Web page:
Healthy lifestyle choices like daily exercise, meditation, naps and good quality deep sleep can enhance overall brain health and improve memory.
While there’s not yet a perfect, peer-reviewed exercise protocol to improve memory, it’s clear that increased blood flow improves brain performance. Exercise completed one to three hours before a learning session can lead to an increase in osteocalcin release and blood flow, improving the function of the hippocampus – the brain region that helps encode information. Intense exercise just after a learning session can increase adrenaline. Remember that much of your brain mass is dedicated to movement. Don’t be like certain sea creatures that have a fairly complex nervous system at the beginning of their lives, when they’re most active, but then slowly lose brain mass during the next stage of their lives, when they attach themselves to rocks and stop moving. These languorous creatures digest their own brains because they don’t need them as much when they’re immobile.
“Try and get excellent sleep. Again, fundamentally important for mental health, physical health and performance. And we can now extend from performance to including learning and memory.”
One study entitled “Brief Daily Meditation Enhances Attention, Memory, Mood and Emotional Regulation in Non-Experienced Meditators” showed that just 13 minutes a day of meditation could improve attention and learning. The meditation involved a body scan, in which participants focused on sensations in various parts of their bodies. Participants who kept up a daily meditation habit for eight weeks saw significant benefits, but those benefits weren’t measurable at four weeks. When using meditation to enhance learning and improve memory, remember that the trick is consistency over time. Also keep in mind that doing a focused meditation too late in the day might interrupt deep sleep later that night, so try to do your meditation earlier in the day.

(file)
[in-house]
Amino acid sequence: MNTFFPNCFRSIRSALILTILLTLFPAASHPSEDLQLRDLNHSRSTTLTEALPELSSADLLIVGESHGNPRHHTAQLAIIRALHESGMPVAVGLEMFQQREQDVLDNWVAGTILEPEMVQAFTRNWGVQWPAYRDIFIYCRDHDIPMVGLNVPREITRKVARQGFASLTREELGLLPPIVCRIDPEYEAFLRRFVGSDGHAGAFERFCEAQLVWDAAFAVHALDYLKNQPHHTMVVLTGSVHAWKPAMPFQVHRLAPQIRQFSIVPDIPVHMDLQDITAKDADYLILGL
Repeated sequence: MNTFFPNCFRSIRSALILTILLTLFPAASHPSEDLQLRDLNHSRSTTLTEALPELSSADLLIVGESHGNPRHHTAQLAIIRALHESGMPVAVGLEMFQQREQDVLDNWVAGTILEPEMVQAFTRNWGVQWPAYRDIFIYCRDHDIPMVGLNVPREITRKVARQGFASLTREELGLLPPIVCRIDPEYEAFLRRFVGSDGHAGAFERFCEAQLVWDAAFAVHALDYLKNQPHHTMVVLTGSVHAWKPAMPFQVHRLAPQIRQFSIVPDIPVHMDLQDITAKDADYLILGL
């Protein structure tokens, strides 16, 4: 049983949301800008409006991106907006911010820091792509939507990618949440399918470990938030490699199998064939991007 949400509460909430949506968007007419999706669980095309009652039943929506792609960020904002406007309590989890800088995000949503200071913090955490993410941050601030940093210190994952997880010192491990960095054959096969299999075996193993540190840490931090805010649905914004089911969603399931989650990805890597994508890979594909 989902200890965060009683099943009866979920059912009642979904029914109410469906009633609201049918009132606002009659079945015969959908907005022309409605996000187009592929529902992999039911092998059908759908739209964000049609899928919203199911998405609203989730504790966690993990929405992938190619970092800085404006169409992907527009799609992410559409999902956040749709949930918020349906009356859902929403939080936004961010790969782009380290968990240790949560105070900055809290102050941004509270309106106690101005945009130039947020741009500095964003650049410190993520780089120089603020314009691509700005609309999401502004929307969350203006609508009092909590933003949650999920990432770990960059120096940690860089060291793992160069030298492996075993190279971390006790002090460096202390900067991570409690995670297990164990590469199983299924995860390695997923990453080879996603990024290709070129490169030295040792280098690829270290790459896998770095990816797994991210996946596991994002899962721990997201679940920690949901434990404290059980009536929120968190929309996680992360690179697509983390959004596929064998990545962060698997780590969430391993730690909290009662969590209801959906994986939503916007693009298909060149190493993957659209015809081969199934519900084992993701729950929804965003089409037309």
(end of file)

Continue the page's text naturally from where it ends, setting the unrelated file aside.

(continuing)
Finally, prioritize sleep. If you’re not using the adrenaline-spike method, consider having a nap just after learning. Naps of 20-90 minutes’ duration can enhance memory. And do what you can to increase your time spent in deep sleep during the night. Your brain uses deep sleep to reorganize neural circuits, helping you remember the things you learned throughout the day.
About the Podcast
The Huberman Lab podcast is hosted by Andrew Huberman, a neuroscientist and professor in the department of neurobiology, psychiatry and behavioral sciences at the Stanford School of Medicine. Watch the full podcast at Understand & Improve Memory Using Science-Based Tools | Huberman Lab Podcast #72